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Friday, December 8, 2023

Wildlife trafficking: Nigeria destroys seized wildlife pangolin scales, skins, others

The National Environmental Standards and Regulations Enforcement Agency (NESREA), on Monday, October 16, 2023, destroyed substantial quantity of seized wildlife products, including pangolin scales, leopard, python and crocodile skins.

Wildlife stockpiles
Officials witnessing the destruction of the wildlife stockpiles in Abuja

The action, it was gathered, was informed by the need to discourage would-be wildlife traffickers, as well as boost efforts at protecting endangered species and eradicate contraband activities.

Pangolins are among the most trafficked mammals in the world, partly because their scales are in great demand for use in traditional medicine in Asia.

The destruction of the wildlife stockpiles which was through incineration (controlled burning) was carried out by NESREA and her partner, Elephant Protection Initiative (EPI), at the University of Abuja Teaching Hospital in Gwagwalada.

Speaking at the event, the Minister of State, Environment, Dr Iziaq Salako, said the destruction of the items is a powerful statement of the agency’s resolve to protect the environment and conserve the country’s wildlife.

“We are here to bear witness to a critical moment in the battle to protect our planet’s precious biodiversity.

“We gather to send a clear message: Our wildlife is not for sale, and we will protect it at all costs.

“These seized items represent the past we leave behind, but the destruction signifies the future we are determined to build for our planet.

“The destruction of these seized items is a powerful statement of our resolve to protect our environment, conserve our wildlife, and combat the illegal trade that drives species to the brink of extinction.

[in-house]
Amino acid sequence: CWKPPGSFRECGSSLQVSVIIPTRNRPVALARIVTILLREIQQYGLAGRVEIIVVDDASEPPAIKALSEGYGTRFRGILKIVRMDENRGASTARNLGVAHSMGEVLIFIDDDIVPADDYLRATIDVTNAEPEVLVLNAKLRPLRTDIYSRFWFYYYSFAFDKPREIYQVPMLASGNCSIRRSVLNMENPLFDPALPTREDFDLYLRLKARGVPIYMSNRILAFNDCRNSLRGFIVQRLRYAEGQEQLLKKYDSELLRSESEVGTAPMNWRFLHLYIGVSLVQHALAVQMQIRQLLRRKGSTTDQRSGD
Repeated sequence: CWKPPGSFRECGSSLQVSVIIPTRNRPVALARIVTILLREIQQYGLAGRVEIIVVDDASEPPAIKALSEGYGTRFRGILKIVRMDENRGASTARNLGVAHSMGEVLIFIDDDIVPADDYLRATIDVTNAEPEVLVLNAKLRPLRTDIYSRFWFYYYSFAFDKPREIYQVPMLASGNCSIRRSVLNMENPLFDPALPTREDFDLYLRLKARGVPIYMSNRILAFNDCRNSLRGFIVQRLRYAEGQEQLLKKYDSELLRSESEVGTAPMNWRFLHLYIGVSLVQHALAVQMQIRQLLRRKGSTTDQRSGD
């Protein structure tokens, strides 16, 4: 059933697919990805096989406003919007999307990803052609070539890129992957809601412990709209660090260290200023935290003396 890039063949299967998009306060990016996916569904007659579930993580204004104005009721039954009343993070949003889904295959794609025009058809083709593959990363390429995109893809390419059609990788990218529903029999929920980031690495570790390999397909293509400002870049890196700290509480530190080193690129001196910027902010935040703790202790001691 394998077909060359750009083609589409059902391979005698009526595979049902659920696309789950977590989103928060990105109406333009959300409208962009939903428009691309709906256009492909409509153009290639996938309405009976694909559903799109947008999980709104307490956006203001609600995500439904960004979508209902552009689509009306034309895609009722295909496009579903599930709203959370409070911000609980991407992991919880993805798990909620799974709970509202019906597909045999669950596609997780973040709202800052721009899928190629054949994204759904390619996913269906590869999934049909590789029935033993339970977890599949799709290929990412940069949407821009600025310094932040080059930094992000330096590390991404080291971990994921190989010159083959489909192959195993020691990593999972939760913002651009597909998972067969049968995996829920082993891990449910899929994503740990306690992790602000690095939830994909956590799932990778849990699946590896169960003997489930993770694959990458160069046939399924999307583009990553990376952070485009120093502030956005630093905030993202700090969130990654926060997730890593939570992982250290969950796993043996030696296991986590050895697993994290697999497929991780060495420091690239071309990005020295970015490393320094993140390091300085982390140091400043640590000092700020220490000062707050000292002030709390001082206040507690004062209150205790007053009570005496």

“We pledge to strengthen our enforcement efforts, enhance our conservation programmes, and raise public awareness about wildlife trafficking.

“Wildlife trafficking has no place in our nation,” he said.

“We won’t stand by as our natural heritage is auctioned to the highest bidder. Nigeria is a fortress for our fauna and flora, and we will defend it fiercely.

“By destroying these pangolin scales and skins, we’re not just eradicating contraband; we’re crushing the illegal trade that preys on our wildlife.

“Our commitment is unwavering, and we will not compromise on the protection of our endangered species,” he said.

Earlier, the Director-General of NESREA, Prof. Aliyu Jauro, said that the illegal wildlife trade was a serious threat to the country natural heritage and global biodiversity.

“Nigeria is committed to playing its part in addressing this crisis, by destroying these pangolin scales alongside leopard, python and crocodile skins.

“We send a strong message that illegal wildlife trafficking will not be tolerated, and we will take every measure to protect our unique ecosystems and endangered species,” he said.

On his part, Dr Mark Ofua, veterinarian/conservationist and West African representative of Wild Africa Fund, said that Nigeria is a transit route for the trafficking of the wildlife products.

He said the destruction of the scales was meant to send signals to illegal traffickers and international communities that it won’t be business as usual.

Peter Knights, Founder and CEO of Wild Africa Fund, said: “Credit to Nigeria for taking this step towards upping its game by publicly destroying these seized products. Now Nigeria urgently needs to update its outdated wildlife laws by introducing and passing the new wildlife legislation introduced last session but delayed due to the elections. This would be the next step in a comprehensive response to reduce wildlife crime.”

By Doris Esa

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